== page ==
For this to happen, the military needs to accept and internalise that the new activism of the Indian media is indeed corroding its public image. The services must develop a more sophisticated understanding of media functioning, which can only come from working within the media for sufficient periods. But “embedding” future PR officers within the media, perhaps for one-year or two-year secondments, has not even been considered by the military, far less the painful process of pushing such revolutionary ideas through an unwilling bureaucracy. Despite the enterprise and ingenuity of the average army colonel (full disclosure: I was one such!), the army’s PROs who are pushed into the ALC for two-year tenures struggle to adapt to an unfamiliar and hostile environment rather than successfully fashioning the military’s image.

It seems likely that — given eroding societal and public mores and increased activism of the Indian media (leaving aside for later a discussion of the media’s own mores) — the military will face a growing clamour of allegations of wrongdoing, many of them founded on truth. With the MoD’s current PR set-up, oriented towards the ministry rather than the military, the absence of military PR structures could cause painful and avoidable damage at the hands of media kangaroo courts.

This is not to suggest that many of the recent allegations against the military are baseless or motivated. What is needed is to recognise the malaise and to counter it effectively, not pretend that the issue is so insignificant that it will melt away by itself. Despite the evident decline on the battlements, the foundations of the military remain strong. It is this message that a new breed of PR managers must effectively convey.


  1. Hi Ajai,
    Your article brings out some good points but the fact of the matter is that it is not the MOD, but the generals who are now under the suspicion of corruption. How can any one defend these corrupt high ranking officers when scams comes one after the other. Antony as usual keeps his image high and he has every right to do so, as he is not a party in any of the corruption. Hopefully these hard times will pass for the armed forces and they will come out brighter and stronger.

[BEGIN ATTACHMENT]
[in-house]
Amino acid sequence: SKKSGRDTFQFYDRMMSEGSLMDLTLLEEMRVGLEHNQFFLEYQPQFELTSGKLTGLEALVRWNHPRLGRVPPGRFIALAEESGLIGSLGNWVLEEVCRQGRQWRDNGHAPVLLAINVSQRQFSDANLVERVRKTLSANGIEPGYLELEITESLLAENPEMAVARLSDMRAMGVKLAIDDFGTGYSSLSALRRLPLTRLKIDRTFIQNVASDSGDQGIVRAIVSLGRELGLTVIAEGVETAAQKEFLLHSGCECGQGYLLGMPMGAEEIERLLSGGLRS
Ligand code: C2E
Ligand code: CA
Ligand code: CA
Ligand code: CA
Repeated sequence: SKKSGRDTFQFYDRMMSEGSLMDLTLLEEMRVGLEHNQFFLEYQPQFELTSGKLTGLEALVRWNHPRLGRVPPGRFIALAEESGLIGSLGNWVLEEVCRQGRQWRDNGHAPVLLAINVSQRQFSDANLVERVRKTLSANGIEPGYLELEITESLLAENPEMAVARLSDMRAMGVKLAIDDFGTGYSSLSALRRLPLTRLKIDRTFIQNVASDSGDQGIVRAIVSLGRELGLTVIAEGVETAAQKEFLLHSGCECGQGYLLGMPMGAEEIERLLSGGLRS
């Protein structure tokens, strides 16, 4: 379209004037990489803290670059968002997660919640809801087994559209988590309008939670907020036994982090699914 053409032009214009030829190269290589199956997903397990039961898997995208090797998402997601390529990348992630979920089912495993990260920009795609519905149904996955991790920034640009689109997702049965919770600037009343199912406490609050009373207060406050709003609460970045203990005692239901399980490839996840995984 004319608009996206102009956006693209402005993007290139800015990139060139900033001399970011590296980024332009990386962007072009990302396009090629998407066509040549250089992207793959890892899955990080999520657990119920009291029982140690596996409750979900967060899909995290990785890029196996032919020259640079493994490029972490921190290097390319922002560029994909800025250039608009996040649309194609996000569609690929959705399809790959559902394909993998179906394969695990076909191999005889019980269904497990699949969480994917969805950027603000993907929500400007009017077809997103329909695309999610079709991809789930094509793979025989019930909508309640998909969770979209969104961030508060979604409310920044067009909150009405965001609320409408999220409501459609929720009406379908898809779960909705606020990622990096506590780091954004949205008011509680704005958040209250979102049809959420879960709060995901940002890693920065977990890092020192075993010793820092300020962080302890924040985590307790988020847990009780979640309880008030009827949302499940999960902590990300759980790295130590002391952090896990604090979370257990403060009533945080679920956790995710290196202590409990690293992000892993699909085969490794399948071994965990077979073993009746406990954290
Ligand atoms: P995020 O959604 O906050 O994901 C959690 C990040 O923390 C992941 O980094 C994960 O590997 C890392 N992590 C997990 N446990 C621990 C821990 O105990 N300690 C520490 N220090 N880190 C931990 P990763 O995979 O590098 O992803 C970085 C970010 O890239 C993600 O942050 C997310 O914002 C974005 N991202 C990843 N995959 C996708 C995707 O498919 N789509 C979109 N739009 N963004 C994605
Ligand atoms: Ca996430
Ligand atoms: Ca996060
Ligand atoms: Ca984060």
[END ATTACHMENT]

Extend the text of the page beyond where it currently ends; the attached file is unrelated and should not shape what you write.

2. I find it funny that the Air Chief wear's his ID.

  3. Anonymous 08:28:

    I clearly state in the article that I am not defending any of the officers against whom corruption charges have been levelled.

    What the article says is that charges like the current ones are going to increase in number. And, therefore, the military needs to set up a strong PR organisation so that its image is not irretrievably besmirched by a section of wrongdoers.

  4. These scams look like a pittance in front of massive grafts like CWG and 2G scandal. Still two wrongs don't make a right!

    I have seriously doubted the ability of our military high command to act as effective leaders. Most of the people who reach the top are because of their proximity to some politician or political party. There is also a very strong regional bias that goes on in the selection of the chief. Just check the profile of our recent chiefs and you will find that they are from the states belonging to the President, PM or Defence Minister. This automatically means they are weak and subservient to the uber corrupt political class of India. Most bold officers are shown the door much before they reach the echelons of power.

    It is no secret that our soldiers die in Kashmir because of the weak and ineffective military leadership. For decades our soldiers went to fight against the terrorist without proper gear and weapons. India's military chiefs don't have the balls to speak up to their political masters and demand for their men's welfare. After all, the promise of a cushy post retirement governership is more important than saving the lives of soldiers.

  5. To Broadsword: "It would be shocking to suggest that the MoD deliberately undermines the military’s image."

    What's so shocking, when that's the gospel truth! I've seen it with my own eyes since the late 1980s everytime a civilian from the civil service cadre comes face to face with a serving armed forces official. The civil service personnel have always suffered from an inferiority complex because they are not career specialists unlike their armed forces counterparts--today they may be attached to the MoD for a fixed tenure, following which they will be transferred to another department. Consequently, no matter how hard one tries, the MoD-based civil servant's loyalty is NOT to the MoD or the armed forces, but to his/her respective civil service cadre. That's the obvious commonsensical reality!!!

  6. insightful article.
    keep it up
    keep writing!